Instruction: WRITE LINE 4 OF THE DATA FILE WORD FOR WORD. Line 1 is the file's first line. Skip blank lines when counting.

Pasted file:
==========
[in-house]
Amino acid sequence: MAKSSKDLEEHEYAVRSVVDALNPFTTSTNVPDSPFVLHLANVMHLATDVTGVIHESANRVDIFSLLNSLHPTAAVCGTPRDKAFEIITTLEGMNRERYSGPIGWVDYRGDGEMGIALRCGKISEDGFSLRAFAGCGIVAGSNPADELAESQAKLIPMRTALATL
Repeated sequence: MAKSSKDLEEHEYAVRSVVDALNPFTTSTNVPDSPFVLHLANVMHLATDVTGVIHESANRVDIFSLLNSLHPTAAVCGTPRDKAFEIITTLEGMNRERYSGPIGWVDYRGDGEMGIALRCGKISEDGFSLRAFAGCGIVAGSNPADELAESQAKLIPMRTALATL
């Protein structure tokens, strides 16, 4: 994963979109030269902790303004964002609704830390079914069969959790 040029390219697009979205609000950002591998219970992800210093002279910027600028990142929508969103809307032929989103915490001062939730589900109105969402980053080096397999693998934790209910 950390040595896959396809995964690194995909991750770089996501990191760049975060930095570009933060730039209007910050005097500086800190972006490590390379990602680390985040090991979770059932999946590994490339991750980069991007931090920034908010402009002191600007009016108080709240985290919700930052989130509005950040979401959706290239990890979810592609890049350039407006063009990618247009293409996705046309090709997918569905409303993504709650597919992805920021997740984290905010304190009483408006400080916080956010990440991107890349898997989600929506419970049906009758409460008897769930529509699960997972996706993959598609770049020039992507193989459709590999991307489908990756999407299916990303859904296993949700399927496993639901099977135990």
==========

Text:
């Protein structure tokens, strides 16, 4: 994963979109030269902790303004964002609704830390079914069969959790 040029390219697009979205609000950002591998219970992800210093002279910027600028990142929508969103809307032929989103915490001062939730589900109105969402980053080096397999693998934790209910 950390040595896959396809995964690194995909991750770089996501990191760049975060930095570009933060730039209007910050005097500086800190972006490590390379990602680390985040090991979770059932999946590994490339991750980069991007931090920034908010402009002191600007009016108080709240985290919700930052989130509005950040979401959706290239990890979810592609890049350039407006063009990618247009293409996705046309090709997918569905409303993504709650597919992805920021997740984290905010304190009483408006400080916080956010990440991107890349898997989600929506419970049906009758409460008897769930529509699960997972996706993959598609770049020039992507193989459709590999991307489908990756999407299916990303859904296993949700399927496993639901099977135990």